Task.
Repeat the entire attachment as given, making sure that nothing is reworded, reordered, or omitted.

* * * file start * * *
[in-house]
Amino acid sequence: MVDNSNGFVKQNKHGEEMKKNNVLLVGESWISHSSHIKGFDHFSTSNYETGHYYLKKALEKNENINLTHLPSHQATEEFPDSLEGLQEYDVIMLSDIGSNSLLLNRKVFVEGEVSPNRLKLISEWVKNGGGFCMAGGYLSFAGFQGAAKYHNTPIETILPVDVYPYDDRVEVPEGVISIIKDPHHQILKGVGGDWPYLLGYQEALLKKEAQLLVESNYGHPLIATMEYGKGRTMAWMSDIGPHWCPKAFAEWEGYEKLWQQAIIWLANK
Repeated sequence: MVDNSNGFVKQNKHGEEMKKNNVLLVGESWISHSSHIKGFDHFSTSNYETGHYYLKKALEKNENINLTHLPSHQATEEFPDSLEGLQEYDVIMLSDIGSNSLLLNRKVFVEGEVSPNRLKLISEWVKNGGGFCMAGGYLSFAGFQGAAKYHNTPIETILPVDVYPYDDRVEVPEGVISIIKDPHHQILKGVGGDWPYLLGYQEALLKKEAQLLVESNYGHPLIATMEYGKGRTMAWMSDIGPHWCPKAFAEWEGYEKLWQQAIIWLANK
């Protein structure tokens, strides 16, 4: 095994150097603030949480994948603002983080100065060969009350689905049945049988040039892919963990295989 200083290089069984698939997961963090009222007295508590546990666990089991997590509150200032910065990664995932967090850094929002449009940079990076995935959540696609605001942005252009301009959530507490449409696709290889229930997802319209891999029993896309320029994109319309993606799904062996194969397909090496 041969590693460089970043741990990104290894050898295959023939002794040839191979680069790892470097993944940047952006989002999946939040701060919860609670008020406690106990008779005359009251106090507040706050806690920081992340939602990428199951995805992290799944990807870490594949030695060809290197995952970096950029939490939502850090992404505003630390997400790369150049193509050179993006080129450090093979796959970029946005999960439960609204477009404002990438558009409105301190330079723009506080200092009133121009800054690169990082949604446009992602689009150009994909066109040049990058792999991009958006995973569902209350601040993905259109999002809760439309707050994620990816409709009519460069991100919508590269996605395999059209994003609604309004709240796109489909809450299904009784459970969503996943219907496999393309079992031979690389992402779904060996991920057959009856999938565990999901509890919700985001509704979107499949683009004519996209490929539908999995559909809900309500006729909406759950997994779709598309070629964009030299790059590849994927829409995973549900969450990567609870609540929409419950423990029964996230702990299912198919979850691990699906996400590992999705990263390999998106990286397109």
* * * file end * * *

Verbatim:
[in-house]
Amino acid sequence: MVDNSNGFVKQNKHGEEMKKNNVLLVGESWISHSSHIKGFDHFSTSNYETGHYYLKKALEKNENINLTHLPSHQATEEFPDSLEGLQEYDVIMLSDIGSNSLLLNRKVFVEGEVSPNRLKLISEWVKNGGGFCMAGGYLSFAGFQGAAKYHNTPIETILPVDVYPYDDRVEVPEGVISIIKDPHHQILKGVGGDWPYLLGYQEALLKKEAQLLVESNYGHPLIATMEYGKGRTMAWMSDIGPHWCPKAFAEWEGYEKLWQQAIIWLANK
Repeated sequence: MVDNSNGFVKQNKHGEEMKKNNVLLVGESWISHSSHIKGFDHFSTSNYETGHYYLKKALEKNENINLTHLPSHQATEEFPDSLEGLQEYDVIMLSDIGSNSLLLNRKVFVEGEVSPNRLKLISEWVKNGGGFCMAGGYLSFAGFQGAAKYHNTPIETILPVDVYPYDDRVEVPEGVISIIKDPHHQILKGVGGDWPYLLGYQEALLKKEAQLLVESNYGHPLIATMEYGKGRTMAWMSDIGPHWCPKAFAEWEGYEKLWQQAIIWLANK
């Protein structure tokens, strides 16, 4: 095994150097603030949480994948603002983080100065060969009350689905049945049988040039892919963990295989 200083290089069984698939997961963090009222007295508590546990666990089991997590509150200032910065990664995932967090850094929002449009940079990076995935959540696609605001942005252009301009959530507490449409696709290889229930997802319209891999029993896309320029994109319309993606799904062996194969397909090496 041969590693460089970043741990990104290894050898295959023939002794040839191979680069790892470097993944940047952006989002999946939040701060919860609670008020406690106990008779005359009251106090507040706050806690920081992340939602990428199951995805992290799944990807870490594949030695060809290197995952970096950029939490939502850090992404505003630390997400790369150049193509050179993006080129450090093979796959970029946005999960439960609204477009404002990438558009409105301190330079723009506080200092009133121009800054690169990082949604446009992602689009150009994909066109040049990058792999991009958006995973569902209350601040993905259109999002809760439309707050994620990816409709009519460069991100919508590269996605395999059209994003609604309004709240796109489909809450299904009784459970969503996943219907496999393309079992031979690389992402779904060996991920057959009856999938565990999901509890919700985001509704979107499949683009004519996209490929539908999995559909809900309500006729909406759950997994779709598309070629964009030299790059590849994927829409995973549900969450990567609870609540929409419950423990029964996230702990299912198919979850691990699906996400590992999705990263390999998106990286397109």